Entrepreneurs Don’t Use Rearview Mirrors

  • Updated
  • 4 mins read

Entrepreneurs Don’t Use Rearview Mirrors

ExitMap Assessment Widget

Entreprenuers Don’t Use Rearview Mirrors

All business owners are goal oriented. From the day you founded or assumed control of your company, you set targets and achieved them. That is why you are successful. You know how to define a goal and make it happen.

If I asked you to tell me the best thing that you did in the business three years ago, you’d likely respond with, “I have no idea.” or “Why would I know that?” or “Who cares?” You are busy looking forward.

I’ve even had some owners get angry. They feel some obligation to know the answer, and that they are somehow failing a test if they don’t. The fact is, no entrepreneur has ever been able to give me a cogent answer about his or her accomplishments in the past.

If I ask, “What do you plan to do in the coming year?” you will share plans to increase sales, hire new employees, or enter into a new area of business. Whether or not you have a formal strategic planning process, you have a pretty good idea of the changes and improvements you want to implement in the future.

Looking Past the Rearview Mirrors

An entrepreneur’s vision of “What’s next?” is frequently the most neglected aspect of their exit planning. They may term their goals for exiting in measurable, concrete terms. “I want to retire in five years with ten million dollars in the bank,” is an archetypical example. Others will couch their vision in terms of people. “I want financial security for my family, and continuing employment for my staff.”

All too often, their vision for the future deemphasizes or completely neglects their own individual needs. When pressed to enunciate more personal goals, they’ll often respond with something like, “I guess I’ll just play a lot of golf.”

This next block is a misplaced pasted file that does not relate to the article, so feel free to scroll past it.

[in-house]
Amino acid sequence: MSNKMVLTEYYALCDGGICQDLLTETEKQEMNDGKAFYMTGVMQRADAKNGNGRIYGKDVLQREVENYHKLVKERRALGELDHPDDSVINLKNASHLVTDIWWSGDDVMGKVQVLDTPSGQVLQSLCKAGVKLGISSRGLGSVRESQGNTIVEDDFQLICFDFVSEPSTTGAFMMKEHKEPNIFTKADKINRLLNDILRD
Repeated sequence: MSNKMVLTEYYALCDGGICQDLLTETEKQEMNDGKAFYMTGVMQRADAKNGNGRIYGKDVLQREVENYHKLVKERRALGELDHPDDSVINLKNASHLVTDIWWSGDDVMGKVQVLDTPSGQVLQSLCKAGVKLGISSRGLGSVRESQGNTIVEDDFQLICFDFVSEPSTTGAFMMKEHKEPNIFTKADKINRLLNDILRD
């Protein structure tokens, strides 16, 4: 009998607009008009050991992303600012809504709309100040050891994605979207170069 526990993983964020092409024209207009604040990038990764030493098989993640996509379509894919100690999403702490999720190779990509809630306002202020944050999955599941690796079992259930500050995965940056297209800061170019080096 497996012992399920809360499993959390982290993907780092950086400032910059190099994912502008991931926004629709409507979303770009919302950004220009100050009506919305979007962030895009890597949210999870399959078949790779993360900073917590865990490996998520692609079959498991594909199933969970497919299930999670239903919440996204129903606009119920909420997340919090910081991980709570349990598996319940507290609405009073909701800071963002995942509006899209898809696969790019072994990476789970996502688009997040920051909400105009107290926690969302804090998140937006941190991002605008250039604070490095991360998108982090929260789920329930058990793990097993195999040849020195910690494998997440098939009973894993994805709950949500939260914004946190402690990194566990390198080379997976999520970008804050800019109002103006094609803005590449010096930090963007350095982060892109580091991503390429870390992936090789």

Playing a lot of golf isn’t a retirement plan.

In a recent survey from PwC, they reported that 75% of business owners have regrets a year after they leave the business. The Exit Planning Institute did a survey ten years ago with the same result. According to Riley Moines, author of The Ten Lessons: How You Too Can Squeeze All The “Juice” Out of Retirement, six months to a year is the typical initial “vacation” period when a retiree catches up on travel and recreational activities.

After that first year, the reason so many ex-owners are unhappy is because they didn’t have a clear vision for their life after the business. Their expectations simply did not take into account the reality of what would happen when they were no longer spending the majority of their time working.

Leaping into the Void

When I ask about their plans for next year, some owners are more specific than others. But none of them ever say, “I don’t know. We may make money, or we may lose money. We may grow, or we may shrink. Whatever happens, happens. It doesn’t matter.”

Why would anyone expect that an entrepreneur who has driven towards goals for their whole life will suddenly be happy without purpose, without identity, and without a plan? It isn’t surprising that so many owners are reluctant to discuss exit planning at all. Life without the daily challenges and decisions that come with running a business seems unattractive. Their vision of the future is unclear.

The success of an exit strategy depends less on the amount of money your transfer generates than it does on your personal satisfaction. Unless you can identify a vision for a “next act” that is more appealing than what you are doing now, business ownership will never be in your rearview mirrors.